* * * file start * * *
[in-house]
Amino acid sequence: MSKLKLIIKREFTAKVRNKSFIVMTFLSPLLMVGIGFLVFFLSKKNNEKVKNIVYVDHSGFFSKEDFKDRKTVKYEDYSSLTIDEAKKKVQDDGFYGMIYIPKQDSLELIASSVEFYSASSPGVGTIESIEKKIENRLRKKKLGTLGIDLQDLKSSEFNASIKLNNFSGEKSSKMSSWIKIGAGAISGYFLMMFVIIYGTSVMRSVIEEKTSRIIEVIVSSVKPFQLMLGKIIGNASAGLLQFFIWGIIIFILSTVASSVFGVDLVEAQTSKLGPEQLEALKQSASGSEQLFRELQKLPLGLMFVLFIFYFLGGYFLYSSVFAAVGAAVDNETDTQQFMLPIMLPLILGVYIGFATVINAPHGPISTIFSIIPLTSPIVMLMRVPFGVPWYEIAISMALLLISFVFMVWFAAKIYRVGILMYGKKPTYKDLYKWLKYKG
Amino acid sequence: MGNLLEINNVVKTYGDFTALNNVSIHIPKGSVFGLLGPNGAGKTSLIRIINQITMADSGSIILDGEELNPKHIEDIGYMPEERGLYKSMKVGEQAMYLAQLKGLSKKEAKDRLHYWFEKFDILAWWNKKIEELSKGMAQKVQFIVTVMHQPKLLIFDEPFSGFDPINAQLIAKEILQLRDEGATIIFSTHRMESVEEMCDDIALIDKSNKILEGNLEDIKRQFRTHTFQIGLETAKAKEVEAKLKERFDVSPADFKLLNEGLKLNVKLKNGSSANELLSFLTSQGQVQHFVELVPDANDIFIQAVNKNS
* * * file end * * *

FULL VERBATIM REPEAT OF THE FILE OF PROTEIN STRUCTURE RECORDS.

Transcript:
[in-house]
Amino acid sequence: MSKLKLIIKREFTAKVRNKSFIVMTFLSPLLMVGIGFLVFFLSKKNNEKVKNIVYVDHSGFFSKEDFKDRKTVKYEDYSSLTIDEAKKKVQDDGFYGMIYIPKQDSLELIASSVEFYSASSPGVGTIESIEKKIENRLRKKKLGTLGIDLQDLKSSEFNASIKLNNFSGEKSSKMSSWIKIGAGAISGYFLMMFVIIYGTSVMRSVIEEKTSRIIEVIVSSVKPFQLMLGKIIGNASAGLLQFFIWGIIIFILSTVASSVFGVDLVEAQTSKLGPEQLEALKQSASGSEQLFRELQKLPLGLMFVLFIFYFLGGYFLYSSVFAAVGAAVDNETDTQQFMLPIMLPLILGVYIGFATVINAPHGPISTIFSIIPLTSPIVMLMRVPFGVPWYEIAISMALLLISFVFMVWFAAKIYRVGILMYGKKPTYKDLYKWLKYKG
Amino acid sequence: MGNLLEINNVVKTYGDFTALNNVSIHIPKGSVFGLLGPNGAGKTSLIRIINQITMADSGSIILDGEELNPKHIEDIGYMPEERGLYKSMKVGEQAMYLAQLKGLSKKEAKDRLHYWFEKFDILAWWNKKIEELSKGMAQKVQFIVTVMHQPKLLIFDEPFSGFDPINAQLIAKEILQLRDEGATIIFSTHRMESVEEMCDDIALIDKSNKILEGNLEDIKRQFRTHTFQIGLETAKAKEVEAKLKERFDVSPADFKLLNEGLKLNVKLKNGSSANELLSFLTSQGQVQHFVELVPDANDIFIQAVNKNS